Pat McGee at Strathmore, Sept. 28: a Homecoming of Sorts
The Washington Post described Pat McGee this way: “looks like Brad Pitt, sings like James Taylor, sweats and struts like Springsteen. You can’t deny McGee’s charisma.”
Well, I’m gonna have to wait and see on that. But I did talk to McGee, a homegrown, in-50-different-ways guy, on the phone. He sounded to me like a guy you could sit with at a diner here, or where he lives in Rhode Island, or where he came from—Alexandria—or somewhere on the road, where he is often, performing as the Pat McGee Band with its brand of semi-country-rock-hard-driving-sound rock.
McGee will be here performing Friday, Sept. 28 (and opening the 2012 season) at the Music Center at Strathmore, something he’s been looking forwards to for a long while. (The Pat McGee Band concert will be preceded by a first-time ever tailgate party at 5:30 p.m. The concert is at 8 p.m.)
“Oh, man, yeah, I’ve been wanting to play here, because you hear about the acoustics here all the time,” McGee said. “Plus, it’s sort of a homecoming, like every time I play in the area, we play at Wolf Trap and the Barns and I’m from Alexandria. So, I think people are pretty familiar with us.”
Still, listening to McGee, who is 39 now, you hear a man with some life experience under his belt, a thoughtful guy who’s watched how the music business itself, and the world of performing has changed. “Oh sure, we all thought about being rock stars, you know playing the music the road, lots of fans,” he said. “And we’ve done that to some extent. But things change, you grow up a little. Plus, just the way music is sold and delivered—on the Internet, iTunes and on phones, downloading and everything, makes everything different. You have to keep up with that.”
McGee formed the band in the 1990s, and got it going good when the band was signed by Warner Brothers, from which emerged the album, “Shine,” in 2000 with such hit singles as “Rebecca” and “Runaway.” Another album, “Save Me,” followed in 2004 . There have been nine albums altogether, including the latest, “No Wrong Way to Make It Right,” a bitter-sweet album full of songs about youthful memories, relationships, the future, and full of guitar-driven rhythms.
There’s still a lot of youth in his songs and voice—and in photos and videos, he can play the part of a rocker, but a rocker who knows whereof he sings. He thinks about music—all kinds of music, a lot. To McGee, things have been about change, about moving forward, and still playing the music strong
“To me, performance is the most important part of music. It’s what I think we should respect the most,” he says. “I love performing on the road with other musicians.”
In that case, the Strathmore gig should be a hoot—he’s brought together a lot of people for the ride. “This is going to be like a reunion show, you know,” he said. There’ll be current and former Pat McGee Band members like John Small, Michael Ghegan, Patrick McAloon and Ira Gitlin. And there’s Eddie Hartness, the lead singer of Eddie from Ohio, and Nate Brown from Everything and John "Red" Redling from New Potato Caboose. He’s also invited former high school student musicians from his alma mater Bishop O’Connell High School in Arlington, Va.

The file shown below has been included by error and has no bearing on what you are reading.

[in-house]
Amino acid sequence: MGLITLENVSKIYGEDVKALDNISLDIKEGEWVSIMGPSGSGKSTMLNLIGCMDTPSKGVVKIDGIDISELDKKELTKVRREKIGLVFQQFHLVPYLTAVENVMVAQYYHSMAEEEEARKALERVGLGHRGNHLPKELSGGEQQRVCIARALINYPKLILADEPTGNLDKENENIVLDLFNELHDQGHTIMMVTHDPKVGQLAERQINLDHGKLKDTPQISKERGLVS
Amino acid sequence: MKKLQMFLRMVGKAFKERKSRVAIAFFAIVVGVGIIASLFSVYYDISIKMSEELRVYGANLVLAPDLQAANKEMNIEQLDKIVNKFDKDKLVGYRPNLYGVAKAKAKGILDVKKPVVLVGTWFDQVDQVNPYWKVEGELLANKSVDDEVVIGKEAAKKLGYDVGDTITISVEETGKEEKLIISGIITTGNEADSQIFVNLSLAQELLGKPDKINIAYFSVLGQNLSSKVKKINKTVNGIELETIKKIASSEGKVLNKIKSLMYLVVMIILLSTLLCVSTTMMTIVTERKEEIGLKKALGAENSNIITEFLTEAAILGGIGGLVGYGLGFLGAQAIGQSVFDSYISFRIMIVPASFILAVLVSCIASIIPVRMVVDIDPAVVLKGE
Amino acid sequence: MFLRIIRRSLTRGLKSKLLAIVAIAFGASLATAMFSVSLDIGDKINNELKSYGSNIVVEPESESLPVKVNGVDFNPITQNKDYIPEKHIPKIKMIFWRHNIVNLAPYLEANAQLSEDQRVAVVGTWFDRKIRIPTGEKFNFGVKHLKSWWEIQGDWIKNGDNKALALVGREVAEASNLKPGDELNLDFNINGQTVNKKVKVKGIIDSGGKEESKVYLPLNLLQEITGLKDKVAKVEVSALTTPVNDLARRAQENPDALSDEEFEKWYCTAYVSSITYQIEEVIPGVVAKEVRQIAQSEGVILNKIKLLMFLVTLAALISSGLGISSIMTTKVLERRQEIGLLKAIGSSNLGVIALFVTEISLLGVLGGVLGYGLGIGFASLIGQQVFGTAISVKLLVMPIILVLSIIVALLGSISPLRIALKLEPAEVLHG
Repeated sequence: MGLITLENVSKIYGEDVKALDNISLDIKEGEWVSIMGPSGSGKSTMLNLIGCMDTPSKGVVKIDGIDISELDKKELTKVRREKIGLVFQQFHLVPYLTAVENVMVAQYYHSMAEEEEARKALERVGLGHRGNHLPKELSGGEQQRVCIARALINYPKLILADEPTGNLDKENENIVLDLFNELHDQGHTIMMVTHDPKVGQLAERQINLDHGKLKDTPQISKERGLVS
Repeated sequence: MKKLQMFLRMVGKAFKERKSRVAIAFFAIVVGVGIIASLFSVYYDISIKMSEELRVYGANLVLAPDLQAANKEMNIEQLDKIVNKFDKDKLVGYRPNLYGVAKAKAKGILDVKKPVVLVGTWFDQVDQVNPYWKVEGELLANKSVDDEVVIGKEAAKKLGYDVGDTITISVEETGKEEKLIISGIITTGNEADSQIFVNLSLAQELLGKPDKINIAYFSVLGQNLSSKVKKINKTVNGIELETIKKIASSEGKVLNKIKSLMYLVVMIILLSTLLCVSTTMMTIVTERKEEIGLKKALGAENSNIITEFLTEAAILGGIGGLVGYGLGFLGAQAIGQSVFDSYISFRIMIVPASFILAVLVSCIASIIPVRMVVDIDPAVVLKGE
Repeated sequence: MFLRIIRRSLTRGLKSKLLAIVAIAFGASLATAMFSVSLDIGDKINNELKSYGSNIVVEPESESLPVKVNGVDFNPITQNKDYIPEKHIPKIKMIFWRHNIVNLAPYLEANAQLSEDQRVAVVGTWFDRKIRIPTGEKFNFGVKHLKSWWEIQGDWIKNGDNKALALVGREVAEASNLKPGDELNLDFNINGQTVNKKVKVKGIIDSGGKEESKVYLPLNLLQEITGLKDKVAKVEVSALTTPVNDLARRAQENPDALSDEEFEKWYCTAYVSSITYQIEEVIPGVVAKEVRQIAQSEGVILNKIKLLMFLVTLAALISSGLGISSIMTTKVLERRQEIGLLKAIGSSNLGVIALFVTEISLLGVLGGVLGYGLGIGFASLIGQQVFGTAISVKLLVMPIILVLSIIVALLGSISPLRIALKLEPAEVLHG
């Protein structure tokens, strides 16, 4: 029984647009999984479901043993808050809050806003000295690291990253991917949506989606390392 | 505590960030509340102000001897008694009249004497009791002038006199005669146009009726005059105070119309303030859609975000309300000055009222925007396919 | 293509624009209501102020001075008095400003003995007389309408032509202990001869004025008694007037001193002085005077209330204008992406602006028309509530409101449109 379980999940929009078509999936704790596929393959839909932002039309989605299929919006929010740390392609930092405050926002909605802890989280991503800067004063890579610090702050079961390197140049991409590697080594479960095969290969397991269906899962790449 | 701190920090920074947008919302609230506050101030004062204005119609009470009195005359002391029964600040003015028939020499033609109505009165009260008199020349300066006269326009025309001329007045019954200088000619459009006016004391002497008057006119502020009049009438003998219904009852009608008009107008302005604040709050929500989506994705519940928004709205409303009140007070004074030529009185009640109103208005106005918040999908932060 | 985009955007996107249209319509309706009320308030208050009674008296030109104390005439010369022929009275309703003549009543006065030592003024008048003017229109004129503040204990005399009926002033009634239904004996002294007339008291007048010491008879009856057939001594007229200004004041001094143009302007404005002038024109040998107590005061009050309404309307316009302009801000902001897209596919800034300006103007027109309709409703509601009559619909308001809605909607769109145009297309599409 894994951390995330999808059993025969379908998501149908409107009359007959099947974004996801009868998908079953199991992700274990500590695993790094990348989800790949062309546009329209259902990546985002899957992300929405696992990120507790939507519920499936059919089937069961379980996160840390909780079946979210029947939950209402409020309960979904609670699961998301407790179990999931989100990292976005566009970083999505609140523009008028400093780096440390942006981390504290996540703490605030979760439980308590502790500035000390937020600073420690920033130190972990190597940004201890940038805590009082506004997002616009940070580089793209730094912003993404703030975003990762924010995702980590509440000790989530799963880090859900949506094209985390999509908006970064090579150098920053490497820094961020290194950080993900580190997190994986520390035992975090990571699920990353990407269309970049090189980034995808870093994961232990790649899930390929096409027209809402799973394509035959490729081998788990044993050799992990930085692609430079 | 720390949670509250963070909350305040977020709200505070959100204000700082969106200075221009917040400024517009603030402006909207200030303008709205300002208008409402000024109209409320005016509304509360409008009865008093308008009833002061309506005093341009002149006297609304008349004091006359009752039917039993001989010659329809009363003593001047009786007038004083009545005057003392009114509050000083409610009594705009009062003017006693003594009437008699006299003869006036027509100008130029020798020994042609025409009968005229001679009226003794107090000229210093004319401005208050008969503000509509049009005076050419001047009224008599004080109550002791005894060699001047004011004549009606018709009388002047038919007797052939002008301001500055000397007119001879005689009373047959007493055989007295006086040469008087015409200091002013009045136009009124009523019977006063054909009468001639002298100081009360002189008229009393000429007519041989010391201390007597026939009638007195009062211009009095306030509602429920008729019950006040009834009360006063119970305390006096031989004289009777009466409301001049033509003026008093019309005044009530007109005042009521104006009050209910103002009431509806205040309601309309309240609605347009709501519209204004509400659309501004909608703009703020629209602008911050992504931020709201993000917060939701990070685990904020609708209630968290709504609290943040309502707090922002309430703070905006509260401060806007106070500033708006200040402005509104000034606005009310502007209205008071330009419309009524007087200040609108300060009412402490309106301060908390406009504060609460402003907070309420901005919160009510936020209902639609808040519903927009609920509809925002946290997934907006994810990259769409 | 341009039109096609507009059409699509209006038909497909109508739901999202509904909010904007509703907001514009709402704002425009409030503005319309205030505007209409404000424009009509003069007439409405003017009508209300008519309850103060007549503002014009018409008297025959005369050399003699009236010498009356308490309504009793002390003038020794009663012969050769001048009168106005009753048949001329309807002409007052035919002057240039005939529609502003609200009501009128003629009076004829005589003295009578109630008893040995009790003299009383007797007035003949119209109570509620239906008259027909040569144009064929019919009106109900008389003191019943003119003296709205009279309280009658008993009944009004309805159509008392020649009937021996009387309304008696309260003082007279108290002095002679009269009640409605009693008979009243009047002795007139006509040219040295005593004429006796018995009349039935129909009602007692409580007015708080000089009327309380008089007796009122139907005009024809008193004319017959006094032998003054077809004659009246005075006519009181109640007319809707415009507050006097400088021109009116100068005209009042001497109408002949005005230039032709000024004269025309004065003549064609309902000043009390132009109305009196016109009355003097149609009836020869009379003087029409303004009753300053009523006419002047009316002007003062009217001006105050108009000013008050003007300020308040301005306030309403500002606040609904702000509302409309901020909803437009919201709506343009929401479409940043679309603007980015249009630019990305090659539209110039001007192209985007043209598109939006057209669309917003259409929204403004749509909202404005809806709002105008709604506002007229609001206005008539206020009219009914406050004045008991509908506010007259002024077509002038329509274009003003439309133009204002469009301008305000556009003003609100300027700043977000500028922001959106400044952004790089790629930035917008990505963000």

That’s right. McGee is a local boy in more ways than one.
Not only is he an O’Connell grad, an Alexandria native, he started out like a lot of would-be rockers, with a band playing in the Richmond area, but later, also up here in Georgetown. “We played in a place called Dylan’s Café . . . [near] where Café Milano is, in that courtyard. And then we played the Bayou. And, man, when we did that regularly, that’s when I knew we could make it.”
“No Way to Make It Right” is kind of a reunion effort, too, with old music comrades like Jason Mraz, Emerson Hart, Stephen Kellogg, Keaton Simons and Ryan Newell of Sister Hazel, and working with producer Doug Derryberry who produced the group’s first album. Plus the sound is both fresh and familiar. It’s the sound of folk instruments like acoustic guitar, mandolin, banjo, dobro, fiddle and bouzouki.
He thinks he’s mellowed, gotten a better bead on the future. He’s writing more and more, and the writing is mature. It has something to say and reacts to the things that happen in life—from “riding in my grandma’s Cadillac when I was a kid” to a song called “Elegy for Amy,” which he wrote early on his career. “See, when we were playing in clubs and bars, there’d always be this group of girls sitting up front, and then I went away for a while and when we came back, I noticed that this one girl named Amy, always a fan, always nice and enthusiastic, wasn’t with them. They told me she had died of a really fast-acting cancer. So, I wrote this song.” Then, there’s the powerful “Come Back Home,” written in 2009 and dedicated to the troops serving in the Middle East.” It was also dedicated to his drummer Christ Williams who died of a heart attack. Williams’s younger brother Blake was killed in Iraq.
McGee now lives in Barrington, R.I., a few blocks from his ex-wife with whom he shares custody of their three daughters, Juliet, 6, Elizabeth, 8, and Anna, 10. Both McGee and his ex have moved on to new marriages.
"I guess I’ve grown up some, being a parent and things that happen will do that,” he said. “I want to do more writing, writing country songs and I’ve been going back and forth to Nashville, trying to make that happen.”
But this Friday, he’s here. It will be, for the Pat McGee Band, like old times, from the beginning, the journey until now.